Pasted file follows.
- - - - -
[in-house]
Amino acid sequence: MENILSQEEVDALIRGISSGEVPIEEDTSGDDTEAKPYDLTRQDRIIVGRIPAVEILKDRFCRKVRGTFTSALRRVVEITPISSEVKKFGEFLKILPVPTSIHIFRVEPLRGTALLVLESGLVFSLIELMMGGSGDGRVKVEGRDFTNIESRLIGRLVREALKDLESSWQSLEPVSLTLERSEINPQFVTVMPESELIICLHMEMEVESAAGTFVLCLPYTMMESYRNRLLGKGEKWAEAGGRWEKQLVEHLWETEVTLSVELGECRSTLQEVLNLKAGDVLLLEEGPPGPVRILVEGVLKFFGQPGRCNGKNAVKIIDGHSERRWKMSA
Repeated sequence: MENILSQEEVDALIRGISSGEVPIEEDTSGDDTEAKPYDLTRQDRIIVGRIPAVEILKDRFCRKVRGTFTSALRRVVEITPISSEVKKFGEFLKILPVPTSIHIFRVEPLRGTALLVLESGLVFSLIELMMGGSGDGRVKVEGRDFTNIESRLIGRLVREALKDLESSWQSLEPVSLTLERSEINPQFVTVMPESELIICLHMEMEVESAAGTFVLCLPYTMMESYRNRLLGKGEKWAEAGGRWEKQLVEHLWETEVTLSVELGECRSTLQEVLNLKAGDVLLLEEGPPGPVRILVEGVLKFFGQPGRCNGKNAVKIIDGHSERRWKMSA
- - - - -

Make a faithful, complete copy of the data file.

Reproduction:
[in-house]
Amino acid sequence: MENILSQEEVDALIRGISSGEVPIEEDTSGDDTEAKPYDLTRQDRIIVGRIPAVEILKDRFCRKVRGTFTSALRRVVEITPISSEVKKFGEFLKILPVPTSIHIFRVEPLRGTALLVLESGLVFSLIELMMGGSGDGRVKVEGRDFTNIESRLIGRLVREALKDLESSWQSLEPVSLTLERSEINPQFVTVMPESELIICLHMEMEVESAAGTFVLCLPYTMMESYRNRLLGKGEKWAEAGGRWEKQLVEHLWETEVTLSVELGECRSTLQEVLNLKAGDVLLLEEGPPGPVRILVEGVLKFFGQPGRCNGKNAVKIIDGHSERRWKMSA
Repeated sequence: MENILSQEEVDALIRGISSGEVPIEEDTSGDDTEAKPYDLTRQDRIIVGRIPAVEILKDRFCRKVRGTFTSALRRVVEITPISSEVKKFGEFLKILPVPTSIHIFRVEPLRGTALLVLESGLVFSLIELMMGGSGDGRVKVEGRDFTNIESRLIGRLVREALKDLESSWQSLEPVSLTLERSEINPQFVTVMPESELIICLHMEMEVESAAGTFVLCLPYTMMESYRNRLLGKGEKWAEAGGRWEKQLVEHLWETEVTLSVELGECRSTLQEVLNLKAGDVLLLEEGPPGPVRILVEGVLKFFGQPGRCNGKNAVKIIDGHSERRWKMSA